Planetizen, the Los Angeles-based US planners’ website, ran some of our material on HB 2007 for a nationwide and international audience of planners and policy experts. The comments were very interesting.
Jeff Joslin, Director of Current Planning at San Francisco Planning Department, wrote:
Since this is a national forum and not a local op-ed, I thought I’d shed light on one aspect.
The reviews the bill would obviate are not onerous, and there’s no data to support the case that eliminating them would result in more housing faster or meaningfully reduce the cost of housing (and increasingly true as projects scale up and the cost of review is spread across multiple units). This is because Oregon – since the 70s, has had in place a requirement that ALL discretionary reviews (even the largest and most complex in the land) be complete within 120 days of an application being complete, including any local appeal. This is remarkably streamlined by any measure, and provides a level of certainty that is readily incorporated into any project budget.
If this legislative effort was genuinely about the affordable housing it feigns to address, exceptions to certain types of reviews would be a carve-out rather than universal. Such is not the case. It is a jaded, opportunistic effort by certain forces (with a local and a national agenda) to wave the “housing crisis” banner and use it to significantly erode land use controls in the one state and city where they’ve been most effective (and which have served as a replicable model elsewhere). By bringing down a cornerstone of Portland and Oregon’s systems, the strategy can be applied throughout the land.
The problem is a genuine one, and the solution needs to be as well; not the cynical hijacking of the affordable housing issue to suit other agendas. This legislative effort is not that solution.
June Weenen, an advocate of “Georgist” land value tax policy based in the UK, wrote:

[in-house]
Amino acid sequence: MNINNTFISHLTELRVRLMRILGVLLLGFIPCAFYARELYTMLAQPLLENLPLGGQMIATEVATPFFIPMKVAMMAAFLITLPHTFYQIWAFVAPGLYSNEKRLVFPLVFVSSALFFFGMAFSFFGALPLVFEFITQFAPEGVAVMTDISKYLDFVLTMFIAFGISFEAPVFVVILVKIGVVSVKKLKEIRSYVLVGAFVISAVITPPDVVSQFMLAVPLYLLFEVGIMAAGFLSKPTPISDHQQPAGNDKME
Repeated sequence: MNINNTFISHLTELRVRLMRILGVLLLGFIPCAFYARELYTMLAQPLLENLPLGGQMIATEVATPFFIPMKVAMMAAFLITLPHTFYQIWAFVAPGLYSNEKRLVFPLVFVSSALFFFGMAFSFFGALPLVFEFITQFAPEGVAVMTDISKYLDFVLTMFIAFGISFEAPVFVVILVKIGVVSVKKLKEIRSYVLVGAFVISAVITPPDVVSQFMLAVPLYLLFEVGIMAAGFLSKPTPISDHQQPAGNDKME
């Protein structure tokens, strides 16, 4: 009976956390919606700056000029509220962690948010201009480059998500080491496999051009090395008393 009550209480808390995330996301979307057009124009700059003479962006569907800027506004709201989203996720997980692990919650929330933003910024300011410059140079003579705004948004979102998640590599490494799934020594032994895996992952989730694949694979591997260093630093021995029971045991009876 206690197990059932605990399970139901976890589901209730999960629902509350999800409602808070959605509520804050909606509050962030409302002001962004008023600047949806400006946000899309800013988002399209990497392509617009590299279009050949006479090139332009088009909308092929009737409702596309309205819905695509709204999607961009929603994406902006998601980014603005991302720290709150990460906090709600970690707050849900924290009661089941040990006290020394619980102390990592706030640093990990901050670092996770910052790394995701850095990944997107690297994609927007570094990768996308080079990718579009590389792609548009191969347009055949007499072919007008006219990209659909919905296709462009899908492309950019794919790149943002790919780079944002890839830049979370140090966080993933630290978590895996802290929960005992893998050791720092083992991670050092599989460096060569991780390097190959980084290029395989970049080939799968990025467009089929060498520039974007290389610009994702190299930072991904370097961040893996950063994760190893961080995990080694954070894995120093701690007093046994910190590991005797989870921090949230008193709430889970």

Affordability issues have zero to do with the supply side. A 100% tax on the rental value of land would half average selling prices and rental incomes while raising the disposable incomes of working households by thousands of dollars. Sorted.
It would also allow the market to allocate immovable property at optimal efficiency eliminating excessive vacancy and under occupation.
Sure, more building is always needed to put people where the economy requires and give them the living space they need. But until the demand side is sorted out first, then a dysfunctional market cannot know what to supply or where.
This is the kind of focus on a broader set of tools and strategies that we think is so badly needed. (See more on Georgist policy and “Land Value Tax” at https://en.wikipedia.org/wiki/Land_value_tax)
Closer to home, Ethan Seltzer, Professor of Urban Planning at Portland State, made a rather shocking comment in criticism of our piece:
When livability gets equated with faux tudor bungalows hyped up as historic, you know you’re in trouble.
From this it appears that Professor Seltzer believes that Portland’s classic bungalow neighborhoods (full of “faux” houses, apparently) are entitled to no historic protection, and we should be free to demolish them at will — anyone, at any time, for any reason. Let’s demolish them all then!
I must say I find it a sad day when Portland and Oregon are willing to sell out their own livable legacy, on so slender a foundation of evidence and sloppy thinking.